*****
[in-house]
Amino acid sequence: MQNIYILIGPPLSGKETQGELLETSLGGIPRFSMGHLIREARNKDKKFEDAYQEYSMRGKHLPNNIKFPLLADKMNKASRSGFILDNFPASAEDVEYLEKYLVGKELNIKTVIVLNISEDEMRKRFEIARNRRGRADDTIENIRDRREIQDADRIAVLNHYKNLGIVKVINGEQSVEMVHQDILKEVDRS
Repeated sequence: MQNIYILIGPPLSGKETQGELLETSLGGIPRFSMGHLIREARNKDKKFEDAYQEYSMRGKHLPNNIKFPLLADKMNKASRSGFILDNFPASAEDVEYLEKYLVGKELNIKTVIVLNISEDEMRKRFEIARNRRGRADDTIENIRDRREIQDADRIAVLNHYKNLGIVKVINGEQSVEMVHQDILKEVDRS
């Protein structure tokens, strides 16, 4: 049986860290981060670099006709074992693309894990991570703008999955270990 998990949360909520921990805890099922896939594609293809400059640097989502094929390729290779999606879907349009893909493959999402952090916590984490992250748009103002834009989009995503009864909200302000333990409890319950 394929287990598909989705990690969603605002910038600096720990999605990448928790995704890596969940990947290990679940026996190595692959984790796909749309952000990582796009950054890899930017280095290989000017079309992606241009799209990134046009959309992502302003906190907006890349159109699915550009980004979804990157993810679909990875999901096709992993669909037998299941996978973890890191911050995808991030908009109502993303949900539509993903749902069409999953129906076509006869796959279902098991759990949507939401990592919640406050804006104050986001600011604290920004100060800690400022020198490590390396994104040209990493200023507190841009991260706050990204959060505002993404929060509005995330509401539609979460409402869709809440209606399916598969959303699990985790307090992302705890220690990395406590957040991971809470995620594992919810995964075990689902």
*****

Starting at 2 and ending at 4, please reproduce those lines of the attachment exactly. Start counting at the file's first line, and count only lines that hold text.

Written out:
Amino acid sequence: MQNIYILIGPPLSGKETQGELLETSLGGIPRFSMGHLIREARNKDKKFEDAYQEYSMRGKHLPNNIKFPLLADKMNKASRSGFILDNFPASAEDVEYLEKYLVGKELNIKTVIVLNISEDEMRKRFEIARNRRGRADDTIENIRDRREIQDADRIAVLNHYKNLGIVKVINGEQSVEMVHQDILKEVDRS
Repeated sequence: MQNIYILIGPPLSGKETQGELLETSLGGIPRFSMGHLIREARNKDKKFEDAYQEYSMRGKHLPNNIKFPLLADKMNKASRSGFILDNFPASAEDVEYLEKYLVGKELNIKTVIVLNISEDEMRKRFEIARNRRGRADDTIENIRDRREIQDADRIAVLNHYKNLGIVKVINGEQSVEMVHQDILKEVDRS
């Protein structure tokens, strides 16, 4: 049986860290981060670099006709074992693309894990991570703008999955270990 998990949360909520921990805890099922896939594609293809400059640097989502094929390729290779999606879907349009893909493959999402952090916590984490992250748009103002834009989009995503009864909200302000333990409890319950 394929287990598909989705990690969603605002910038600096720990999605990448928790995704890596969940990947290990679940026996190595692959984790796909749309952000990582796009950054890899930017280095290989000017079309992606241009799209990134046009959309992502302003906190907006890349159109699915550009980004979804990157993810679909990875999901096709992993669909037998299941996978973890890191911050995808991030908009109502993303949900539509993903749902069409999953129906076509006869796959279902098991759990949507939401990592919640406050804006104050986001600011604290920004100060800690400022020198490590390396994104040209990493200023507190841009991260706050990204959060505002993404929060509005995330509401539609979460409402869709809440209606399916598969959303699990985790307090992302705890220690990395406590957040991971809470995620594992919810995964075990689902």